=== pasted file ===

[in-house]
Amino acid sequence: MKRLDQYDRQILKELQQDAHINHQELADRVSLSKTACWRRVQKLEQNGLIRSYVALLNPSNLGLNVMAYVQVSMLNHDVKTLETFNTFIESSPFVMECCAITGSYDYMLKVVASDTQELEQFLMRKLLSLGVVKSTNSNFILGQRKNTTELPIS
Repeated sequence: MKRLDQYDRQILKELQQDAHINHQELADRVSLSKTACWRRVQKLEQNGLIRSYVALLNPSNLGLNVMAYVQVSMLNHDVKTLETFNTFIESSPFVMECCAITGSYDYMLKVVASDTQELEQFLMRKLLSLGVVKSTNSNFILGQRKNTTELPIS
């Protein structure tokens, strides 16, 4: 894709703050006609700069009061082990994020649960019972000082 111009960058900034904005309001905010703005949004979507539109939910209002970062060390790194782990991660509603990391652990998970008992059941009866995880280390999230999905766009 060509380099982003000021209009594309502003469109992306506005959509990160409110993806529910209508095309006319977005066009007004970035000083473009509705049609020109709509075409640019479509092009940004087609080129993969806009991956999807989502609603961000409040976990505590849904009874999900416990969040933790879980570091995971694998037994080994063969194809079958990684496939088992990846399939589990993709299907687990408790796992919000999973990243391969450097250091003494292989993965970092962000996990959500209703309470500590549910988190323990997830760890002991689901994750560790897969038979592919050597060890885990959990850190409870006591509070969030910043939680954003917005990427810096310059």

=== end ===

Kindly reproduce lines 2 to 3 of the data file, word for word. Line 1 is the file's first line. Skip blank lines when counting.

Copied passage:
Amino acid sequence: MKRLDQYDRQILKELQQDAHINHQELADRVSLSKTACWRRVQKLEQNGLIRSYVALLNPSNLGLNVMAYVQVSMLNHDVKTLETFNTFIESSPFVMECCAITGSYDYMLKVVASDTQELEQFLMRKLLSLGVVKSTNSNFILGQRKNTTELPIS
Repeated sequence: MKRLDQYDRQILKELQQDAHINHQELADRVSLSKTACWRRVQKLEQNGLIRSYVALLNPSNLGLNVMAYVQVSMLNHDVKTLETFNTFIESSPFVMECCAITGSYDYMLKVVASDTQELEQFLMRKLLSLGVVKSTNSNFILGQRKNTTELPIS